How To Drink Dandelion Wine, Part 3

Ahem. It was brought to my attention by one of our mixologists that I messed up the reveal of our drink winners. In my last post on the subject, I mistakenly wrote that the Drink of the Lion Fairy and The Rosemaryclaire were third place drinks. 


These were, and deservedly so, our second place drinks. I made the correction as fast as I could, but if you are quick to click, you probably read my mistake. Oops and sorry. 

So today, we'll look at the actual third place cocktails. Again, we had a tie for both third and second place, so there are two more great recipes to share.

The Raspberry Beret

Presented by Meredith Moore

1/2 cup raspberries, crushed
1 cup sugar
1 cup water
3 blood oranges, freshly squeezed
1/2 cup dandelion wine

1. First, make a raspberry simple syrup by combining raspberries, sugar, and water in a saucepan and heating on low until the sugar is dissolved, stirring as necessary. Allow to cool, then strain syrup into a jar.

2. Juice the blood oranges (navel oranges will work fine too!) into a highball glass:

3. Add 1/2 cup dandelion wine, 1 Tbs. raspberry simple syrup, and stir well. 

According to our friendly mixologist, you can experiment with the level of sweetness by cutting the amount of simple syrup if you like--perhaps as much as by half, depending on your taste as well as the sweetness of the oranges you are using. 

I would also like to suggest that maybe a teaspoon of the raspberry simple syrup is an absolutely amazing addition to a glass of dry champagne! That stuff is outstanding, and I bet it has many other excellent uses in your bar-tending repertoire.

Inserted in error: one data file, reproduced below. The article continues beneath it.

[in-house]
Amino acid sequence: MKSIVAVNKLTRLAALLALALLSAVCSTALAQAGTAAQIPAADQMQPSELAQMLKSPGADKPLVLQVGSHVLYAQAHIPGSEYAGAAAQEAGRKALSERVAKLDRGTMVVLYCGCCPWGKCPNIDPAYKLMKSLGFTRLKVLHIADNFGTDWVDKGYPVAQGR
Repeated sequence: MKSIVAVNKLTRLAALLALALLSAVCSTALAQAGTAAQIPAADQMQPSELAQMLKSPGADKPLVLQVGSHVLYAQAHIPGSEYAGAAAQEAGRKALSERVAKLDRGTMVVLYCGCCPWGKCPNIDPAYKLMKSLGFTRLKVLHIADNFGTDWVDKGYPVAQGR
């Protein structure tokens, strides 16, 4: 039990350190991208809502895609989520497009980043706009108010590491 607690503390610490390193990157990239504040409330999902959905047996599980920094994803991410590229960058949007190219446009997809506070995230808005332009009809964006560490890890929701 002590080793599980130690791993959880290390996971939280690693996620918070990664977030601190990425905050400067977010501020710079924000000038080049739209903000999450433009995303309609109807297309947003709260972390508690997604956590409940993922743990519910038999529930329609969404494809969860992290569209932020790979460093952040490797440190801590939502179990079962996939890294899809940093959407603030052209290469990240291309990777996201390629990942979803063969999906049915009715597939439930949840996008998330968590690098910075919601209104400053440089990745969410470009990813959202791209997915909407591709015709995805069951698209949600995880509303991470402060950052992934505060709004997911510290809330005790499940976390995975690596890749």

The Ginger, Lime, and Mary Ann

Presented by Kirk Trach 

1 piece ginger root
1 lime wedge
1 Tbs. powdered sugar
2 oz. dandelion wine
plain seltzer or soda water

1. Thinly slice fresh ginger and add 3-4 slices to a highball glass.

2. Squeeze the lime juice into the glass, then add the sugar. Muddle briefly.

3. Add dandelion wine and stir well, then top off with seltzer to fill up the glass.

This is a refreshing drink that you can, like the Raspberry Beret, make more or less sweet according to your taste. If you like ginger beer (or perhaps a Moscow Mule), you'll probably like this cocktail too.

I don't have a picture of Kirk's drink or of him making it, because he was the photographer for the evening. He did take a cool panoramic of the whole party, though:

This makes our dining room look much bigger than it actually is. It's also not rounded in any way. Still, it's a fun way to capture the whole scene. Thanks, Kirk!


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